Transregional Networks: c. 600 BCE - 600 CE

AP Concept: 2.3 Emergence of Transregional Networks of Communication and Exchange
Key Concepts
  • Transregional trade and communication networks developed along land and water routes
  • New technologies allowed the spread of these networks
Land Routes
  • The construction of roads often contributed to a rise in trade within empires and with other empires
  • Empires contributed to regional stability by constructing roads, as in the Han dynasty, which secured routes through Central Asia
  • Roads also developed communication networks within empires, such as the Royal Road in the Persian Empire, and the extensive network of roads in the Roman Empire
  • Trade along the overland Silk Road developed thanks to regional stability, extensive roads, and new technologies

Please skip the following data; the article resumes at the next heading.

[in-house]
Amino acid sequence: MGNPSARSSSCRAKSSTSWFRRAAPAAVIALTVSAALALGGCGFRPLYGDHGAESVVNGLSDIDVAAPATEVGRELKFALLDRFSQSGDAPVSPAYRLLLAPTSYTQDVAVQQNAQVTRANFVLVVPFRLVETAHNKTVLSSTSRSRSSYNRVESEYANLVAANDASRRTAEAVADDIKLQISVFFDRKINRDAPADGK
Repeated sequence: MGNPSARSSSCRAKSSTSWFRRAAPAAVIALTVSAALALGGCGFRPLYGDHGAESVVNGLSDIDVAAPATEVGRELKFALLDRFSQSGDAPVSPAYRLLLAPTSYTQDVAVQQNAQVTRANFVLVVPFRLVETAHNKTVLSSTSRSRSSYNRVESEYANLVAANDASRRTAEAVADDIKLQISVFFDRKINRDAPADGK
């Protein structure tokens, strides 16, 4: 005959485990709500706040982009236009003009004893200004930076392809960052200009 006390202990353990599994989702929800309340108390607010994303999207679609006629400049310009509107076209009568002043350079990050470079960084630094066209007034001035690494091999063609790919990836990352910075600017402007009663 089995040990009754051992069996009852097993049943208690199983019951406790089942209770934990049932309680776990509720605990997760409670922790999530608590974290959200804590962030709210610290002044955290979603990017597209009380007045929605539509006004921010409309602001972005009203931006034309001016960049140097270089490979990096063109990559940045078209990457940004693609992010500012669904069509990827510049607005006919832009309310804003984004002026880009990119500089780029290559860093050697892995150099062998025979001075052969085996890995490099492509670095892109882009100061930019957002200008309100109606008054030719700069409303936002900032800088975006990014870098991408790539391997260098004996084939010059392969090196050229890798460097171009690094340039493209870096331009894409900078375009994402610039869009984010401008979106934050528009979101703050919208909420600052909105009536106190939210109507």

• Silk Road route began in Changan (China), and moved west through Mongolia and Turkestan, where it diverged both north and south around the Taklimakan Desert; it then moved southeast to India or west to the edge of the Roman Empire
  • Technologies such as yokes, specialized saddles, and horse stirrups allowed merchants to travel further with more goods
  • Water Routes
    • Imperial control of water routes made these safe and secure for trade and communication
    • The island-based Greeks controlled much of the Mediterranean Sea and relied heavily on sea trade
    • Later, the Roman Empire surrounded and controlled the Mediterranean (calling it Mare Nostrum, or "Our Sea"), making it safe for sea trade to move from Syria to North Africa and Spain
    • Sailors mastered difficult wind and water patterns, which allowed them to travel and trade with distant empires
    • Indian sailors in particular understood how the monsoon winds in the Indian Ocean operated (they allowed merchants to sail one way during the winter and the other way during the summer), and used them to their advantage when trading with Southeast Asia
    • Large ships such as the trappaga and cotymba helped Indian sailors navigate the coast along western India, and were used to guide foreign ships to port

    Related Links:
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    AP World History Notes
    Trading Exchanges: c. 600 BCE - 600 CE